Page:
Blog & News

Predator Satiation in Black Ash

Published on Wednesday May 24, 2023
Authored by PEIISC

I’m sure you’ve all heard the old adage “keep your friends close… and your enemies closer.” This is something that certain prey species truly live by!

PREDATOR SATIATION is a survival strategy wherein a prey species will become highly abundant for a brief period of time at long intervals. The fact that times of abundance are few and far between means that predator populations will not be overfed every year, keeping predator population size down. This means that there will probably be some prey left over after predators have had their fill, allowing for remaining prey to reproduce without as much pressure from predators.. This reproductive habit is known as MAST SEEDING in trees and shrubs. This event often occurs at the same time as other tree species to concentrate the effects and provide an even higher chance of seed survival. Oaks are a well-known group that demonstrates MAST SEEDING, but a rarer example is the case of black ash, Fraxinus nigra

Black ash produces a good seed crop at irregular intervals, usually only every seven to nine years. Black ash is the only tree species on PEI registered as threatened by COSEWIC (Committee on the Status of Endangered Wildlife in Canada). Black ash is of extraordinary cultural and ecological significance, and PEI remains one of the few areas in the tree’s native range free from the emerald ash borer (EAB), Agrilus planipennis. EAB is an extremely destructive pest of true ash trees, introduced from East Asia. EAB has killed over 99% of the trees it has infested to date. EAB larvae tunnel through the tree while feeding, cutting off pathways by which nutrients and water are moved and killing the tree. PEI could become infested in the future, so during times of MAST SEEDING, it is important to collect black ash seeds when you are able to preserve the species in seed. If you can’t collect any seeds, what else can you do to help preserve black ash on PEI?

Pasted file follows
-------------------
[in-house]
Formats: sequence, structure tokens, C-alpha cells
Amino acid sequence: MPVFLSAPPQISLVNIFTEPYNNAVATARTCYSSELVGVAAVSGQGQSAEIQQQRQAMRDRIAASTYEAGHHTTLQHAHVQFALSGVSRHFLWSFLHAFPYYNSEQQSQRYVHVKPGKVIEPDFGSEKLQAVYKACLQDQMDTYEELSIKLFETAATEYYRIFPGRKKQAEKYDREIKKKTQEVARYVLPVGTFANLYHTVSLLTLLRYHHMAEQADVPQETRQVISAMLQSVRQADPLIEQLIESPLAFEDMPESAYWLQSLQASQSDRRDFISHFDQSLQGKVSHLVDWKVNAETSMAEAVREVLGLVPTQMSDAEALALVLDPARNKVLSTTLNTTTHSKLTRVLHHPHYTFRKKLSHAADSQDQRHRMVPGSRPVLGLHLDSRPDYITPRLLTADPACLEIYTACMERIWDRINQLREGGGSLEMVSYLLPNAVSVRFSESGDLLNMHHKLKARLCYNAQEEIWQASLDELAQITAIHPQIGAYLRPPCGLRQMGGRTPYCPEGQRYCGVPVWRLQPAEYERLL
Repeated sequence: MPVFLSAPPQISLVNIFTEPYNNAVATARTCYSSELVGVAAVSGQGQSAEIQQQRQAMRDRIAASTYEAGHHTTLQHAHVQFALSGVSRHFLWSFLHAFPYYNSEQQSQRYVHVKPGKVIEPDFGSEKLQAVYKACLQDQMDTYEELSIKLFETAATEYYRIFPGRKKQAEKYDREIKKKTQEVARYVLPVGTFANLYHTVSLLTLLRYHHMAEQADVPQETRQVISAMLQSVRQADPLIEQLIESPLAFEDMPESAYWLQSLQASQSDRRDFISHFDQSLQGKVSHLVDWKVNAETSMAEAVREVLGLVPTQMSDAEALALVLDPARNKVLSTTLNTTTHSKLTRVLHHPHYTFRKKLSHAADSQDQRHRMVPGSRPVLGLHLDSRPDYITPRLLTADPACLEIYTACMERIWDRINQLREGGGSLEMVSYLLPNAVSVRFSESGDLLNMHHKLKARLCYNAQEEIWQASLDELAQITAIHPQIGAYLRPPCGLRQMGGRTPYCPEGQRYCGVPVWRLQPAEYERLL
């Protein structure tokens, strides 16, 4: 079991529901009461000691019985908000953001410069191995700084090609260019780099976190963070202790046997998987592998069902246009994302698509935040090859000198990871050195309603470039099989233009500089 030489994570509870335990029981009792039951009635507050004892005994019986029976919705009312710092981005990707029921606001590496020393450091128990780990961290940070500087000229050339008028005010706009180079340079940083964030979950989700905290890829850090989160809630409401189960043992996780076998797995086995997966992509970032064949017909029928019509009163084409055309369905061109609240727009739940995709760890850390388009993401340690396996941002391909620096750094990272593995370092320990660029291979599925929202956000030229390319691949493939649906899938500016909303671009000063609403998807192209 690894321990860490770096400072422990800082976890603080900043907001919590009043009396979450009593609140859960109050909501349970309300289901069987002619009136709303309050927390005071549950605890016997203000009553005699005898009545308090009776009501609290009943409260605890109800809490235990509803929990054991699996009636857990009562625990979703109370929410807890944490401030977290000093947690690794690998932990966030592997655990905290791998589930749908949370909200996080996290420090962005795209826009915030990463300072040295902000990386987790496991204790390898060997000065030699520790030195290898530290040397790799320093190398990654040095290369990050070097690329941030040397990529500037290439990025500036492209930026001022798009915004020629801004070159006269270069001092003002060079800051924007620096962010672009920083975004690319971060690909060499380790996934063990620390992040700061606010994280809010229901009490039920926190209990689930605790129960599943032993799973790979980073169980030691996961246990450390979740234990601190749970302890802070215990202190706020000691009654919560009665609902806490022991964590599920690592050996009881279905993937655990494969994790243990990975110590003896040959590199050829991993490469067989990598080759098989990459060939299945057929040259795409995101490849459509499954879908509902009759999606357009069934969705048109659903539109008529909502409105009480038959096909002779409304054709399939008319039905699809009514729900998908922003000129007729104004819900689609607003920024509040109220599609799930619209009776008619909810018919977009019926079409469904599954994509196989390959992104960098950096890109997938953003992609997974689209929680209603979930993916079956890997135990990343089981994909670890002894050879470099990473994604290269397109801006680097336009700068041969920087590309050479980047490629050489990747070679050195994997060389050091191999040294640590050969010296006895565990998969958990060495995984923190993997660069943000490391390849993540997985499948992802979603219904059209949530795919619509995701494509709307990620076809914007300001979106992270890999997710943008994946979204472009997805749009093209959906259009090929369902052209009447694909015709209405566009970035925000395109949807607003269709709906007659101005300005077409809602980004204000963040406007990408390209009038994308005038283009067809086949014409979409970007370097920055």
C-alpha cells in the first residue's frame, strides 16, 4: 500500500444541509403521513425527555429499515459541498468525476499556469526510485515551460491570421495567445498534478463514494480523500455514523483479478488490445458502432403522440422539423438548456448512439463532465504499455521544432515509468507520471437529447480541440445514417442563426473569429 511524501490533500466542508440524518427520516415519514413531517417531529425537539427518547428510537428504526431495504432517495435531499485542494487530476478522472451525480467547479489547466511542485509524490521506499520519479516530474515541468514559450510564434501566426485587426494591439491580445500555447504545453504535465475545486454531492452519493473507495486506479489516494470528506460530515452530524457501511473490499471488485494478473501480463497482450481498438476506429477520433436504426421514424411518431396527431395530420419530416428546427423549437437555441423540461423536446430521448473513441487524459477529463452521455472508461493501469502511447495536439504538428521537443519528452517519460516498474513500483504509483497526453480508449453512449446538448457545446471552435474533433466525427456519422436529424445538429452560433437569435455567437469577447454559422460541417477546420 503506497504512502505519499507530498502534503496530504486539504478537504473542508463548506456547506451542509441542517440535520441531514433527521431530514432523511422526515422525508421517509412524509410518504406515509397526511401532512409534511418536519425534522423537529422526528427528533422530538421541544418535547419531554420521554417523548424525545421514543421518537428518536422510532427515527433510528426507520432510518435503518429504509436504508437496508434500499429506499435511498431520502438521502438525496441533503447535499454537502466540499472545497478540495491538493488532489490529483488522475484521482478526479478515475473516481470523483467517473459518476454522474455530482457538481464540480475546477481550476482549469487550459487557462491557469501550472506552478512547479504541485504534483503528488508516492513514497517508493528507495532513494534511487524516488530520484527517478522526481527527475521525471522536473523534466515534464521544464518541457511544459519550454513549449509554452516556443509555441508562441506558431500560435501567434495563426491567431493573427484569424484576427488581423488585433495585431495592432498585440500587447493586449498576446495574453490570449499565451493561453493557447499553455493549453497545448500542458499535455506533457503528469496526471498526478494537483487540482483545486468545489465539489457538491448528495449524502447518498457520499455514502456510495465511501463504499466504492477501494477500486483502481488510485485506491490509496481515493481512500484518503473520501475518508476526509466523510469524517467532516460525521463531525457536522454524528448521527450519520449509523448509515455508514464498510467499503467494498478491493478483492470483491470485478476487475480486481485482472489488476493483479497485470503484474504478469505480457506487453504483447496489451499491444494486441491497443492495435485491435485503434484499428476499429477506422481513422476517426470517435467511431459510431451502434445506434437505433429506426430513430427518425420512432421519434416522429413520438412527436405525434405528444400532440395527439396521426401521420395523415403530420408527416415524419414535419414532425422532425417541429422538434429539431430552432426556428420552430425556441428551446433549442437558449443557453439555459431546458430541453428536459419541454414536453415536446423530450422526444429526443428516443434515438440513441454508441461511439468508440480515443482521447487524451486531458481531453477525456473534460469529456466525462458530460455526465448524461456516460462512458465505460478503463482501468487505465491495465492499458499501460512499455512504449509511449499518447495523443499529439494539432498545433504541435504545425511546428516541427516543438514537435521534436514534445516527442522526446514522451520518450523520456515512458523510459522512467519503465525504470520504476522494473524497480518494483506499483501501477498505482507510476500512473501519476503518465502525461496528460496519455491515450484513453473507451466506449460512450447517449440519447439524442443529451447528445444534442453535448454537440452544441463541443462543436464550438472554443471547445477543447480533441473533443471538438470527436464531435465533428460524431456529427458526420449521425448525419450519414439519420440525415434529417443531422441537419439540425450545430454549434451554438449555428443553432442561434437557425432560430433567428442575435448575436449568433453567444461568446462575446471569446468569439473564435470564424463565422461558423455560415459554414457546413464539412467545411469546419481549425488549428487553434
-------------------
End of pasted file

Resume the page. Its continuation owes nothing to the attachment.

Work is currently ongoing to discover where on PEI black ash trees are growing, collect seeds, and bolster PEI’s black ash population. Healthy, mature trees with sizeable seed crops are rare on PEI. If you are aware of any black ash growing on PEI, conservationists would like to know! If you have wild black ash seeds available to be collected, contact the Canadian Forest Service National Tree Seed Centre for information on how to collect the seeds and what to do once the seeds are collected: 

Atlantic Forestry Centre, National Tree Seed Centre

  • 1350 Regent Street
  • Fredericton NB E3C 2G6
  • Tel: 506-452-4162
  • Fax: 506-452-3525

Preventing EAB from becoming established on PEI is crucial to the future of our island’s black ash populations.

  • DON’T MOVE FIREWOOD! Prevent the establishment of EAB on PEI by not moving firewood over provincial boundaries.
  • EARLY DETECTION IS KEY: Monitor ash trees on your property for signs of EAB. Together we can protect and restore this vital component of the Acadian forest! Signs include:
    • 3.5 – 4.1 mm wide, D-shaped exit holes.
    • Vertical splitting in the bark, called “bark cracking”.
    • Production of new young shoots at the base of the tree, called “epicormic shoots”.
    • S-shaped galleries from larval feeding on water-conducting tissues (this activity can create gaps that prevent the tree from moving water and nutrients through itself, called girdling).
    • Canopy dieback, beginning in the tree’s crown.
    • Evidence of woodpecker feeding activity on the bark, called “blonding”.
    • Scar tissue that appears as a lumpy or deformed mass. Called “callus formation”. 
    • Irregular notches in leaves from adult beetle feeding.
    • Sloughing off of bark.
  • SHARE: The first step toward effective invasive species management is learning. Together we can spread the word to combat invasive species and help out native species at risk!